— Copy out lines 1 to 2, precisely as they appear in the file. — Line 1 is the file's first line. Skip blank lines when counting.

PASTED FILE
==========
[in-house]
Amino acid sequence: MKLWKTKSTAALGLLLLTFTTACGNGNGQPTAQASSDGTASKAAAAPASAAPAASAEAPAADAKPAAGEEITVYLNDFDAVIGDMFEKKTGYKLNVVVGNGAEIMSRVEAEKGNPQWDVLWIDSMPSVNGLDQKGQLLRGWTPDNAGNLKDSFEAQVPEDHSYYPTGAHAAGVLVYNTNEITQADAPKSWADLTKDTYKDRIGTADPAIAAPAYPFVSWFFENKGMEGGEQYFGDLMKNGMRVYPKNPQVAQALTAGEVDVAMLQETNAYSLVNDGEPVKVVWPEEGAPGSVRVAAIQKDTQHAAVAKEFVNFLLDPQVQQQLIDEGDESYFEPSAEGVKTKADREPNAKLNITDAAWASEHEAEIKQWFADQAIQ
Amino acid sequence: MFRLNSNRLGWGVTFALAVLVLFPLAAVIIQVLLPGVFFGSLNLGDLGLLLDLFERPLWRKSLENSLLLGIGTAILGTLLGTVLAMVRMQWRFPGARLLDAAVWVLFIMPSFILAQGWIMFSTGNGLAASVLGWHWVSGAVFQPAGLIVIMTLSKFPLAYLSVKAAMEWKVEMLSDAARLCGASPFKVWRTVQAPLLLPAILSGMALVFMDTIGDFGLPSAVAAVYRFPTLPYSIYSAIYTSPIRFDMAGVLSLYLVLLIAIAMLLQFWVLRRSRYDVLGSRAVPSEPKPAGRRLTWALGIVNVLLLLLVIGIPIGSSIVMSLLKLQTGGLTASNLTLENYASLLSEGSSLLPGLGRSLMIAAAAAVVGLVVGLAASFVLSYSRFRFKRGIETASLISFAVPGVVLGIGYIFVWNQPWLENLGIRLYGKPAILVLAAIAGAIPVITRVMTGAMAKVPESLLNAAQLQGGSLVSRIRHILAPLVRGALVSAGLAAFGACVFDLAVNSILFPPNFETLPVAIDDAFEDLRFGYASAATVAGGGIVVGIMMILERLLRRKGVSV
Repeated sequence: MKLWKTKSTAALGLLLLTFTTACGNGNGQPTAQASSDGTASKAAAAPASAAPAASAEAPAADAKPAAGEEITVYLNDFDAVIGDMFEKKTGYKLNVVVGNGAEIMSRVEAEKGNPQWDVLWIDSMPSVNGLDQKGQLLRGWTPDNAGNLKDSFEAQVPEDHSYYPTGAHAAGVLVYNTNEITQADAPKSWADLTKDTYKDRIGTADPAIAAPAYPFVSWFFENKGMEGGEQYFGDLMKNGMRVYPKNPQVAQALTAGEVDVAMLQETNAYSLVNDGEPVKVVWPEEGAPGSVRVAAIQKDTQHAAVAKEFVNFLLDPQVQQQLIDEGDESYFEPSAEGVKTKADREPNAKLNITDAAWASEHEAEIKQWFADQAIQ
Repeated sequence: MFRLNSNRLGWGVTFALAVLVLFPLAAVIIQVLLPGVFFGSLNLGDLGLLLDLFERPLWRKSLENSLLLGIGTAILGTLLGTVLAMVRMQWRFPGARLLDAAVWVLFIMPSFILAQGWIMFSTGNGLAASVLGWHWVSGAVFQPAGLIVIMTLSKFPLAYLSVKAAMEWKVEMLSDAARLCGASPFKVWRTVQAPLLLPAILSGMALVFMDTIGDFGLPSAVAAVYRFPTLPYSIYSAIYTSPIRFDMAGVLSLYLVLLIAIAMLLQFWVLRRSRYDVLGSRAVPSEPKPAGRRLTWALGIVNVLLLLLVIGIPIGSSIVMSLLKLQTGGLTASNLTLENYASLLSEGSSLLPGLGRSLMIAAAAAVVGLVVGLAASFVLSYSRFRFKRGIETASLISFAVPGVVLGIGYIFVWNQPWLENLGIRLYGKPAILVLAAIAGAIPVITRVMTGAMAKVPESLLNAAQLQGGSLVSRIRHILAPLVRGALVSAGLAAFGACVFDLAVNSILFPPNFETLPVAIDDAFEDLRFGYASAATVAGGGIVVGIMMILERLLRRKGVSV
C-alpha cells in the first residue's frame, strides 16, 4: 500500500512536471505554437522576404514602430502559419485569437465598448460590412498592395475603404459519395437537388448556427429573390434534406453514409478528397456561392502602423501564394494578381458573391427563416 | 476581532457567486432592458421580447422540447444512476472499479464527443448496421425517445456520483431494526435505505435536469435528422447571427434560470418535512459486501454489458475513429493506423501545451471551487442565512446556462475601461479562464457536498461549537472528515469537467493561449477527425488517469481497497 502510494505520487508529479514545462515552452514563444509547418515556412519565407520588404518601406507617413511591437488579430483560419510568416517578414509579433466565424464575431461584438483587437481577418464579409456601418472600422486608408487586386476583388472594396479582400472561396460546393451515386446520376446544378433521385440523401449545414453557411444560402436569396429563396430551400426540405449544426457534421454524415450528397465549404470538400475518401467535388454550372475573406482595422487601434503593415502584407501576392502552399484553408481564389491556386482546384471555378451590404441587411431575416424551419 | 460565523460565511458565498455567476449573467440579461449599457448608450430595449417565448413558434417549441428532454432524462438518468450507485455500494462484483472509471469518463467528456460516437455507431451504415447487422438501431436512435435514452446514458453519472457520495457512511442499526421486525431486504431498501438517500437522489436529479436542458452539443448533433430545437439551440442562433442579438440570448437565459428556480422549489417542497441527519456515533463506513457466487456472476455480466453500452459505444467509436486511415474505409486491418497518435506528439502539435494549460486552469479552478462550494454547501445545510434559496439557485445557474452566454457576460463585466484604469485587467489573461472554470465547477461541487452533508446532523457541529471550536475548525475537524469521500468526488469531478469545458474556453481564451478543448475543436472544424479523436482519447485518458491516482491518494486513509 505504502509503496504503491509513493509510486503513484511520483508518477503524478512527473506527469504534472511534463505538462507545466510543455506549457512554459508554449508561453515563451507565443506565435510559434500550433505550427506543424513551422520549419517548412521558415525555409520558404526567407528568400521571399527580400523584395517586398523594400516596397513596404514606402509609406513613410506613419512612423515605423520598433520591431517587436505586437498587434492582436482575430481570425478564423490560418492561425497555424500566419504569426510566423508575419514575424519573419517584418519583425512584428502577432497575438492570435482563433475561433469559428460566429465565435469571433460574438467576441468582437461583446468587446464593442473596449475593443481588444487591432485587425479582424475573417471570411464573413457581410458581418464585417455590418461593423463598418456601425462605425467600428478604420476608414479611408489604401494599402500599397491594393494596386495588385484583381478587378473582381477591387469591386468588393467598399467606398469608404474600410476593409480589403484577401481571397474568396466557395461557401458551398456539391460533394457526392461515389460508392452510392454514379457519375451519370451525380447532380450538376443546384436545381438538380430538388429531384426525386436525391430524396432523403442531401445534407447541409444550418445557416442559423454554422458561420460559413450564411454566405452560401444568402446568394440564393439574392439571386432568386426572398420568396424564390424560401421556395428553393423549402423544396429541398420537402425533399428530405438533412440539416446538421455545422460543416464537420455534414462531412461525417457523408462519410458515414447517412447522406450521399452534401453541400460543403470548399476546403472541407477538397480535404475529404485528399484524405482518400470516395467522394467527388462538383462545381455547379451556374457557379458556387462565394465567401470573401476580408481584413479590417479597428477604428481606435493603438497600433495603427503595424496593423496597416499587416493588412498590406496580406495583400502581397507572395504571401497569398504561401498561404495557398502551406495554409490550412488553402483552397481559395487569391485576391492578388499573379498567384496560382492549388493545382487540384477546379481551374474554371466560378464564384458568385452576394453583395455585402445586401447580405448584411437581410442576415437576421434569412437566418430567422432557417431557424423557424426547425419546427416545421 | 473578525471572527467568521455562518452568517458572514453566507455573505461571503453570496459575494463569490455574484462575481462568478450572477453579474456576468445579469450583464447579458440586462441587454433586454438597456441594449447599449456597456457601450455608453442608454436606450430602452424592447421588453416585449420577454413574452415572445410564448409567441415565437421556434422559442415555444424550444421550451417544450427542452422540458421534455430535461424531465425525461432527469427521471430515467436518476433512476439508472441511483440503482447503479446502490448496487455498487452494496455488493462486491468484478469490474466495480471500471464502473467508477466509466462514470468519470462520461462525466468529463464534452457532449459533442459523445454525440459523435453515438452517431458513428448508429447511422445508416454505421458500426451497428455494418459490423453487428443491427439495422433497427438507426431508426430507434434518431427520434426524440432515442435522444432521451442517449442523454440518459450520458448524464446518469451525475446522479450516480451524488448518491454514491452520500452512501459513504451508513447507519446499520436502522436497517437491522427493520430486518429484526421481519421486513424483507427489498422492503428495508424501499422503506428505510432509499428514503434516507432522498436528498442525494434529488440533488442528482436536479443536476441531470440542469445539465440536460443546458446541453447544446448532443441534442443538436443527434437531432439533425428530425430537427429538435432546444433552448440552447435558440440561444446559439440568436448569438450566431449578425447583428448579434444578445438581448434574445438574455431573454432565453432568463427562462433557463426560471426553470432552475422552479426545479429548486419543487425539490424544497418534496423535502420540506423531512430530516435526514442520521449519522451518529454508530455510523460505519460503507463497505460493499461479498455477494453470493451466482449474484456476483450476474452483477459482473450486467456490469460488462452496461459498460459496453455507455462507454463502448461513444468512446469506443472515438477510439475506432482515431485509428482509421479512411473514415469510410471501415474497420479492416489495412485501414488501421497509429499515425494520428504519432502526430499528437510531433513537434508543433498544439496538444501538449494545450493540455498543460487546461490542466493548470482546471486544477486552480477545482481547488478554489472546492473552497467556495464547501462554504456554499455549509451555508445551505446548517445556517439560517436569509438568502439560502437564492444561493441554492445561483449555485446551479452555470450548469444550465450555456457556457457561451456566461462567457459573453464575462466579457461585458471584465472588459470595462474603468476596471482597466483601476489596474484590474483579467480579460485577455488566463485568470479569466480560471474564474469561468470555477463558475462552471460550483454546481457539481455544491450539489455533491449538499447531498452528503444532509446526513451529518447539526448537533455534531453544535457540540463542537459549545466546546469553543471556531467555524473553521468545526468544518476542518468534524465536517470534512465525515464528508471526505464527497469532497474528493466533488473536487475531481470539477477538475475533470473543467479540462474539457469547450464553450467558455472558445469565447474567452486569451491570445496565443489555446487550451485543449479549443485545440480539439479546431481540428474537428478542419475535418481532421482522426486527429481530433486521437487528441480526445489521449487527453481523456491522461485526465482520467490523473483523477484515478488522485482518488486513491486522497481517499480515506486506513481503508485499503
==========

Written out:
[in-house]
Amino acid sequence: MKLWKTKSTAALGLLLLTFTTACGNGNGQPTAQASSDGTASKAAAAPASAAPAASAEAPAADAKPAAGEEITVYLNDFDAVIGDMFEKKTGYKLNVVVGNGAEIMSRVEAEKGNPQWDVLWIDSMPSVNGLDQKGQLLRGWTPDNAGNLKDSFEAQVPEDHSYYPTGAHAAGVLVYNTNEITQADAPKSWADLTKDTYKDRIGTADPAIAAPAYPFVSWFFENKGMEGGEQYFGDLMKNGMRVYPKNPQVAQALTAGEVDVAMLQETNAYSLVNDGEPVKVVWPEEGAPGSVRVAAIQKDTQHAAVAKEFVNFLLDPQVQQQLIDEGDESYFEPSAEGVKTKADREPNAKLNITDAAWASEHEAEIKQWFADQAIQ